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The Future with Effective Data Insights in Facilities Management

Keith Weston
About the author : Keith Weston

Managing Director, Sodexo Australia

Published on : 6/24/20
  • Imagine waking up to a dashboard which presents you with your top three priorities for the day. This vision is one of the future innovations I look forward to in a world where data will curate and enhance many areas of our everyday lives. Data is around us everywhere, and while we’ve become adept at harvesting that information, it’s only useful if we can draw out key insights – it’s these insights which give us action.

    Anyone in the game will tell you that data is the world’s next major commodity, not just in facilities management, but across every industry. Working with data daily, the potential for innovation and exponential developmental growth is something I think about often. At the moment, I believe we’re only in the beginning stages of understanding how to leverage data for insights.


    I currently focus on developing our current capabilities in the facilities management sector, such as using data to schedule performance-based maintenance over and above calendar-based assessments.

    Generally, there are three maintenance models used by facilities managers:

    1. Reactive – fix it when it breaks;
    2. Preventative – check and repair as necessary;
    3. Predictive – use technology to predict when a problem may occur and fix it before it occurs.

    One statistic shared by Akita Box suggests 85% of maintenance spending is on reactive maintenance. As the name suggests, this reactive approach can elicit a knee-jerk response, rapidly deplete resources and cause further issues with a lack of strategy and planning. Fail to plan; plan to fail.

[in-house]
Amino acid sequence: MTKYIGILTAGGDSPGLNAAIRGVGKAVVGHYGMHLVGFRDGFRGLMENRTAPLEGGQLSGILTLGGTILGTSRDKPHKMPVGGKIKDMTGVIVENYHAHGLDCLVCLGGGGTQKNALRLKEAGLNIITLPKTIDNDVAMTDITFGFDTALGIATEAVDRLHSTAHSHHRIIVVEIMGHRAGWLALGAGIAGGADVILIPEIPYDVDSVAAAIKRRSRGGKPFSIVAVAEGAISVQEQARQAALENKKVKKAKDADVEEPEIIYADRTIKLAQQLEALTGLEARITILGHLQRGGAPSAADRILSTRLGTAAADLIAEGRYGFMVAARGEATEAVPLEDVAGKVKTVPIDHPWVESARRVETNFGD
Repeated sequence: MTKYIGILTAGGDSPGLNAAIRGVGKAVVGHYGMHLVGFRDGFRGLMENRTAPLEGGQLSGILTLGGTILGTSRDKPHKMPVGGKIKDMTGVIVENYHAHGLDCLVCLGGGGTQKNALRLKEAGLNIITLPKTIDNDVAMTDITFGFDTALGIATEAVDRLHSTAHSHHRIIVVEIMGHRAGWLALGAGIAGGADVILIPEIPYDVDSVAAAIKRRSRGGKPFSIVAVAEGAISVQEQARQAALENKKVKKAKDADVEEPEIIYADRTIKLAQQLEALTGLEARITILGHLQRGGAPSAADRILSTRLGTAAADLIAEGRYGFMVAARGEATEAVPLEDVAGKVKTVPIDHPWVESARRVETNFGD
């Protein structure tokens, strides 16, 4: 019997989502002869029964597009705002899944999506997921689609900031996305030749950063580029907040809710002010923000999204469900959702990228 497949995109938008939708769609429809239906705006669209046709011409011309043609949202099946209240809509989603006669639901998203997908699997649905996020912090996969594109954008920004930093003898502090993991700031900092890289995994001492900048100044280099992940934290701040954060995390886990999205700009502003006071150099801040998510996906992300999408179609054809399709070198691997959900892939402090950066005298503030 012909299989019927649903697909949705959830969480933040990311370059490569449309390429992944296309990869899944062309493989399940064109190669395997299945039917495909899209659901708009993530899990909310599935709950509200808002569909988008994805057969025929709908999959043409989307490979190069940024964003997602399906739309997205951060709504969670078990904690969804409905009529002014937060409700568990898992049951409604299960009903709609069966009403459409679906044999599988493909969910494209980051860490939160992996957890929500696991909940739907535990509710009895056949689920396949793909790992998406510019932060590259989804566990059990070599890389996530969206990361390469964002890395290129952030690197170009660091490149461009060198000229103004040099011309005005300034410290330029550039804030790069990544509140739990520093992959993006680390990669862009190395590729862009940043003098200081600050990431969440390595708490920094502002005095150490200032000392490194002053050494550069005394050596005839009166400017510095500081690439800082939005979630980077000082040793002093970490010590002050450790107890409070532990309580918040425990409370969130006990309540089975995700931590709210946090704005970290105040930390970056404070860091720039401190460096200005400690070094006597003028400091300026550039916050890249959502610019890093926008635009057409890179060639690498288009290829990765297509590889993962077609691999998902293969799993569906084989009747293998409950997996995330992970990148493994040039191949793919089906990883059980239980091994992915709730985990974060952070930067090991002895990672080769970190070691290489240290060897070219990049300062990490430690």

The aspirational model is the proactive approach, predicting when an asset may fail, perform poorly or otherwise demand attention. This model allows for appropriate resources to properly maintain the equipment, while also providing cost-saving measures due to the reduced efforts to fix or replace parts prematurely.


    The last three decades have seen remarkable shifts in the solutions we apply in FM, thanks to the evolution of technology.

    Those of us working in the late 90s and early 2000s would remember when supply chains worked independently of each other – some solely for customers, some exclusively for suppliers. It was a time for experimentation, for the introduction of Integrated Workplace Management Systems (IWMS), and the evolution of FM to move away from bricks and mortar management to include assets and technology.

    Back then, it was a project management-style role with little to no reliance on data and a focus instead on removing costs through vertical integration. With all information encapsulated in one system, the essential tools for informing decisions became Enterprise Resource Planning systems (ERPs).


    In the last five years, I’ve watched data-driven insights and decisions become a staple of facilities management. Access to data mining and data science has created a highly competitive environment, where more substantial companies, with their extensive processes and systems, have little advantage over the agile and nimble smaller organisations.

    Now, the data driving your decision-making must be not only accurate but accurately interpreted. Data is only as good as the insight it provides. With this in mind, the data will only be semi-useful, unless you’ve identified and agreed on the: